Even though California enjoyed a historic boom during the past decade, the addition of 2019 data into the California Dream Index announced today by California Forward confirms that prosperity was not experienced evenly by all Californians. The overall California Dream Index rose or stayed flat in all of California’s regions from 2010 to 2019 with the exception of the Redwood Coast which slightly declined. The Sierra Nevada Counties near Lake Tahoe saw the greatest gains during those years.
“The data show the hard reality that equity stagnated while wealth grew massively, even before the COVID-19 inequality bomb hit,” said Micah Weinberg, CEO of CA FWD. “The California Dream Index is a necessary tool as we work to reimagine an economy that is more equitable, just and sustainable for more Californians.”
Today, the state’s long-standing inequities have been exacerbated by the COVID-19 pandemic and resulting economic recession. In addition to COVID-19 impacting communities of color at disproportionate rates, women have also been among the hardest hit by the economic downturn with more women leaving the workforce or unable to find new work than men, according to the Public Policy Institute of California. Additionally, small businesses have been dramatically affected, with less than 74% of the businesses open in January 2020 still open in December 2020 according to Harvard’s Opportunity Insights.
“To meet today’s challenges, we need a tool like the California Dream Index to track indicators of economic mobility and help guide us as we build an economic recovery that is centered on both growth and inclusion,” said Dee Dee Myers, director, Governor’s Office of Business and Economic Development (GO-Biz).
The California Dream Index is a powerful platform that tracks progress over time toward the California Dream. Measuring 10 trackable indicators for economic mobility, security and inclusion, data can be analyzed by race and ethnicity, region, and county, providing the ability to do “apples to apples” regional comparisons across the state.
The 10 indicators that comprise the Index are: affordable rent; air quality; broadband access; clean drinking water; college and career technical education (CTE) certifications; early childhood education; homeownership; income above the cost of living; prosperous neighborhoods; and, short commutes. The composite California Dream Index score is based on all ten indicators. Key highlights from the 2019 data release include:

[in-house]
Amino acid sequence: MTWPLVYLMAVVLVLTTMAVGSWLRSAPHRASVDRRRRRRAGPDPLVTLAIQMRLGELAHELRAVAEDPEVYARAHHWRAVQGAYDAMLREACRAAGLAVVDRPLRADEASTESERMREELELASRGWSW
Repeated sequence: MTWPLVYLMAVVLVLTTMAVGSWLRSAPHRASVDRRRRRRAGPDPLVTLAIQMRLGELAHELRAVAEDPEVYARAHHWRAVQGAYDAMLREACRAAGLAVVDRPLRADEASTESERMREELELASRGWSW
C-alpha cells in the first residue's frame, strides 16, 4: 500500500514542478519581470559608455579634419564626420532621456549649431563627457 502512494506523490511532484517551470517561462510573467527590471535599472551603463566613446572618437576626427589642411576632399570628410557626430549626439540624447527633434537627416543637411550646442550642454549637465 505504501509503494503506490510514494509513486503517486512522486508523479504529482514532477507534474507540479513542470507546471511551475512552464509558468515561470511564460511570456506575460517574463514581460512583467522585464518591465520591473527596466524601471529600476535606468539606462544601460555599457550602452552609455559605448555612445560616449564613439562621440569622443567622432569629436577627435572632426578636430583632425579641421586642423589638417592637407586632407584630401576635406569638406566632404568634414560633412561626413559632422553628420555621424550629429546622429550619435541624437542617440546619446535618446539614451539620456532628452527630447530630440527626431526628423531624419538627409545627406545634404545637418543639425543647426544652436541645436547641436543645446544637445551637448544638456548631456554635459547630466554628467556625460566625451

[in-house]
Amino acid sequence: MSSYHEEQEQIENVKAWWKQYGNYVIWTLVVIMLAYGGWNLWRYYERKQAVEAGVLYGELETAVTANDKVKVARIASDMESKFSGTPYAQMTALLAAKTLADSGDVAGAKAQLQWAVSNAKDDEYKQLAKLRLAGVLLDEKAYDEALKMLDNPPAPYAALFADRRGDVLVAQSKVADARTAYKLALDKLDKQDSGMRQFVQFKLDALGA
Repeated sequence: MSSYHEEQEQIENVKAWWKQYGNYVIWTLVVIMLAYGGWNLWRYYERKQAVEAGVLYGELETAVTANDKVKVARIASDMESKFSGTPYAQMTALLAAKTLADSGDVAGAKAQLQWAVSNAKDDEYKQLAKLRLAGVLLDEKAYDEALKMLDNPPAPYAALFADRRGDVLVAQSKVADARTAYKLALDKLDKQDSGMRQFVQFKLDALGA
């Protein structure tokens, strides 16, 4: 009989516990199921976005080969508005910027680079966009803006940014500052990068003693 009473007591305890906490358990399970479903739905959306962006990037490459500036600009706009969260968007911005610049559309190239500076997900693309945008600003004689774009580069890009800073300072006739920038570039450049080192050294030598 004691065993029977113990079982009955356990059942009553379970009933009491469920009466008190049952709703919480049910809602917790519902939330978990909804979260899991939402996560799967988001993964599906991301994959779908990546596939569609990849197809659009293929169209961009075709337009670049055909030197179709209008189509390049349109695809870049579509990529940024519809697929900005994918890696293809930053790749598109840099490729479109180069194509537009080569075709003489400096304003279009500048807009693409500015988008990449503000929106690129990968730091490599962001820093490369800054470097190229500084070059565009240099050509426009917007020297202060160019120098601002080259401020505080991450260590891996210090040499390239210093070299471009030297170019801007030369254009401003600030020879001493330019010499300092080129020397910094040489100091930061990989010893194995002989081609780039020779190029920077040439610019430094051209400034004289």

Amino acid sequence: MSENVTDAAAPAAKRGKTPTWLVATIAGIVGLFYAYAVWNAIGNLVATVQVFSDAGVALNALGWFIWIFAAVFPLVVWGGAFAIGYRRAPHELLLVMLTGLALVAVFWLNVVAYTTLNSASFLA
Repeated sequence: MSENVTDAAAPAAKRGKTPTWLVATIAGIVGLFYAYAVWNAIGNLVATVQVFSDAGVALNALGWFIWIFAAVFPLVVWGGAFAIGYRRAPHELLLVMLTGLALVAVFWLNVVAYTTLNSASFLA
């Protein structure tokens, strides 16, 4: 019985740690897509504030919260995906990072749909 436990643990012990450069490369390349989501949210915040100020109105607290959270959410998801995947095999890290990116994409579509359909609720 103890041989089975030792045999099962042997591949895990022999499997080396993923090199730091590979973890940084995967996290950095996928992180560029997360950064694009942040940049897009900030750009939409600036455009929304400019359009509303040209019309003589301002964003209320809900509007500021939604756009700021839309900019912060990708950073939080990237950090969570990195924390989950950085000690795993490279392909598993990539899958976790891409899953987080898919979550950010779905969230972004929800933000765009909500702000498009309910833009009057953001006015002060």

- Overall Score: The overall California Dream Index score made modest gains in every region of the state between 2018 to 2019. The Sierra Nevada and Central Valley regions saw the greatest gains in that year.
- Affordable Rent: Despite a decade of economic growth, the percent of Californians that have affordable rent has stagnated, with only 44% of renters paying less than 30% of their income on rent in 2019. Inversely, in the Bay Area, San Francisco County saw the highest increase in people paying affordable rent with a gain of 21% from 2010 to 2019.
- Broadband Access: The Index also shines a light on racial disparities and the ongoing work to redress them. In 2010, California Latinos had 29% lower broadband adoption than the state as a whole. Since then, there has been marked progress. In 2019, Latinos had 83% broadband adoption, compared to 87% for the state as a whole, yet more needs to be done to close the digital divide and ensure affordable broadband is made available in underserved urban, rural and tribal areas of the state.
- Clean Drinking Water: The Central Valley lags the rest of the state in access to clean drinking water, and many counties show declining progress as more state testing ramps up as part of California’s Human Right to Water
- College and CTE Certifications: All of California’s racial and ethnic groups saw continued progress in college attainment in 2019.
- Home Ownership: The percentage of Californians who own their primary residence has seen a steady decline of 5% from 2010 to 2019.
- Prosperous Neighborhoods: When comparing 2010 to 2019, more Californians lived in neighborhoods that had more than 20% of the population living in extreme poverty. Los Angeles County, the Central Valley region and the Inland Empire saw the greatest progress from 2018 to 2019, each seeing an over 5% gain in the number of residents living in low-poverty neighborhoods.
- Short Commutes: Overall, the state saw a nearly 11% increase in average commute times, indicating the deepening housing crisis that forces many to live further away from their source of employment.
The index consists of three parts: A tool for comparing key indicators, a portal linking to granular region- and issue-specific indices, and a robust community of practice focused on creating evidence-based public policy that address the state’s most pressing challenges.
To use the tool and get involved in the community of practice please visit: www.cafwd.org/california-dream-index.